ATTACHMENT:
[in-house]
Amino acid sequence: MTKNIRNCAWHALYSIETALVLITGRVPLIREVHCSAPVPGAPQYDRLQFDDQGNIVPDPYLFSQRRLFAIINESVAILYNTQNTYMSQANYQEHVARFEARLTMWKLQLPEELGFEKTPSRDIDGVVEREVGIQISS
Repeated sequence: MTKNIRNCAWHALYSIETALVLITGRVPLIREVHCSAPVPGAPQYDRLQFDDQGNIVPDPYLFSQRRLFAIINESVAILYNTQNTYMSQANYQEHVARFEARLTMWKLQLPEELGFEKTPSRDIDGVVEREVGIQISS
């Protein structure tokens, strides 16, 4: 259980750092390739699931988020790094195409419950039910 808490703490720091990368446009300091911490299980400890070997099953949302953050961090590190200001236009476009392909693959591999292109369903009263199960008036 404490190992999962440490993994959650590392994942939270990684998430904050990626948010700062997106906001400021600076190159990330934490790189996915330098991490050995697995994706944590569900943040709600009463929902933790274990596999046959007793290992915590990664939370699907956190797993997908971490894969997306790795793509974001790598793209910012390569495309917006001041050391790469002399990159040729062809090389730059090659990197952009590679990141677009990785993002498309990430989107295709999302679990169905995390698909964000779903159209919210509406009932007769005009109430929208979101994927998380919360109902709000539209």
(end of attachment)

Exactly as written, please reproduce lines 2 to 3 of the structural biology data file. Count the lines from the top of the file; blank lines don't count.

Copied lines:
Amino acid sequence: MTKNIRNCAWHALYSIETALVLITGRVPLIREVHCSAPVPGAPQYDRLQFDDQGNIVPDPYLFSQRRLFAIINESVAILYNTQNTYMSQANYQEHVARFEARLTMWKLQLPEELGFEKTPSRDIDGVVEREVGIQISS
Repeated sequence: MTKNIRNCAWHALYSIETALVLITGRVPLIREVHCSAPVPGAPQYDRLQFDDQGNIVPDPYLFSQRRLFAIINESVAILYNTQNTYMSQANYQEHVARFEARLTMWKLQLPEELGFEKTPSRDIDGVVEREVGIQISS